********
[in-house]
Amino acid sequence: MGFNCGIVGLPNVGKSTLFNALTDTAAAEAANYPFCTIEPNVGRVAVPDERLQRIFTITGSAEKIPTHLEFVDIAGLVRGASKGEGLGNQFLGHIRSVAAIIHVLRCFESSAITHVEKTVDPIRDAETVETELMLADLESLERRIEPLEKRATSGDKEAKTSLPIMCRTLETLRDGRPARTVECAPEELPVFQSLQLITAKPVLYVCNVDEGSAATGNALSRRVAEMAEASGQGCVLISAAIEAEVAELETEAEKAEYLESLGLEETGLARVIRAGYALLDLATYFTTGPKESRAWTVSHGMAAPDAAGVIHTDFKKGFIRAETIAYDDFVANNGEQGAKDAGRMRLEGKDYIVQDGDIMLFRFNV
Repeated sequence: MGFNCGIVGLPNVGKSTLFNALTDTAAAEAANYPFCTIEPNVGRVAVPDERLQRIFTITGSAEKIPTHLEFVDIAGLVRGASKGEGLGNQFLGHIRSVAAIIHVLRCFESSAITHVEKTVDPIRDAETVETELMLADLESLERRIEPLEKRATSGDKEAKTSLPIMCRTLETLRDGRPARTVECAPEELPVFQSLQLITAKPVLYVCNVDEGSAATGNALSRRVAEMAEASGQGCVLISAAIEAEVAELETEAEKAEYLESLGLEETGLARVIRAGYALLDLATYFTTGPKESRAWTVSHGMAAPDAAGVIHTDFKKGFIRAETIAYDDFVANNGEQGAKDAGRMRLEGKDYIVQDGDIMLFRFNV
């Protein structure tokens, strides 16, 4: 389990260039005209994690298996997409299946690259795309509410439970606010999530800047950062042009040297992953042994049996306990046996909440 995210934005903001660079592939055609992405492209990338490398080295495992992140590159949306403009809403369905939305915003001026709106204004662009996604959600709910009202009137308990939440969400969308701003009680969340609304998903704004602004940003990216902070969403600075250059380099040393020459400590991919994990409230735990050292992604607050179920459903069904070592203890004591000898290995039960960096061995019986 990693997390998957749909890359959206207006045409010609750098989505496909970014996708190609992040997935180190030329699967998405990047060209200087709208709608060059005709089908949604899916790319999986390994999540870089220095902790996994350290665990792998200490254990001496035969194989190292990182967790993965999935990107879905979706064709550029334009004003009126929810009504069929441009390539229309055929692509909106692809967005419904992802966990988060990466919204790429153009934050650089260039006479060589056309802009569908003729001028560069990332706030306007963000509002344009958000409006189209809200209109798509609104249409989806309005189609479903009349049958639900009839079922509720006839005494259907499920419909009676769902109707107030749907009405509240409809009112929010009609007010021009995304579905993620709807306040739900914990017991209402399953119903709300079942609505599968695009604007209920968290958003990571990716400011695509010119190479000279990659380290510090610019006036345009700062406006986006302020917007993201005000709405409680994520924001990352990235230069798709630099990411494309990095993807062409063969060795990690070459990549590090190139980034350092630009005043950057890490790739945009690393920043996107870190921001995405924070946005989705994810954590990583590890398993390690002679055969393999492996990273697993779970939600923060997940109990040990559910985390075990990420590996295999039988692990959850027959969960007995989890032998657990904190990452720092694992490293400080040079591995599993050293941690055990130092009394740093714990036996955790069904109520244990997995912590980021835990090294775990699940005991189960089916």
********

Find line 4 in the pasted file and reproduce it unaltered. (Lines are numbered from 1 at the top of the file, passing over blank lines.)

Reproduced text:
């Protein structure tokens, strides 16, 4: 389990260039005209994690298996997409299946690259795309509410439970606010999530800047950062042009040297992953042994049996306990046996909440 995210934005903001660079592939055609992405492209990338490398080295495992992140590159949306403009809403369905939305915003001026709106204004662009996604959600709910009202009137308990939440969400969308701003009680969340609304998903704004602004940003990216902070969403600075250059380099040393020459400590991919994990409230735990050292992604607050179920459903069904070592203890004591000898290995039960960096061995019986 990693997390998957749909890359959206207006045409010609750098989505496909970014996708190609992040997935180190030329699967998405990047060209200087709208709608060059005709089908949604899916790319999986390994999540870089220095902790996994350290665990792998200490254990001496035969194989190292990182967790993965999935990107879905979706064709550029334009004003009126929810009504069929441009390539229309055929692509909106692809967005419904992802966990988060990466919204790429153009934050650089260039006479060589056309802009569908003729001028560069990332706030306007963000509002344009958000409006189209809200209109798509609104249409989806309005189609479903009349049958639900009839079922509720006839005494259907499920419909009676769902109707107030749907009405509240409809009112929010009609007010021009995304579905993620709807306040739900914990017991209402399953119903709300079942609505599968695009604007209920968290958003990571990716400011695509010119190479000279990659380290510090610019006036345009700062406006986006302020917007993201005000709405409680994520924001990352990235230069798709630099990411494309990095993807062409063969060795990690070459990549590090190139980034350092630009005043950057890490790739945009690393920043996107870190921001995405924070946005989705994810954590990583590890398993390690002679055969393999492996990273697993779970939600923060997940109990040990559910985390075990990420590996295999039988692990959850027959969960007995989890032998657990904190990452720092694992490293400080040079591995599993050293941690055990130092009394740093714990036996955790069904109520244990997995912590980021835990090294775990699940005991189960089916």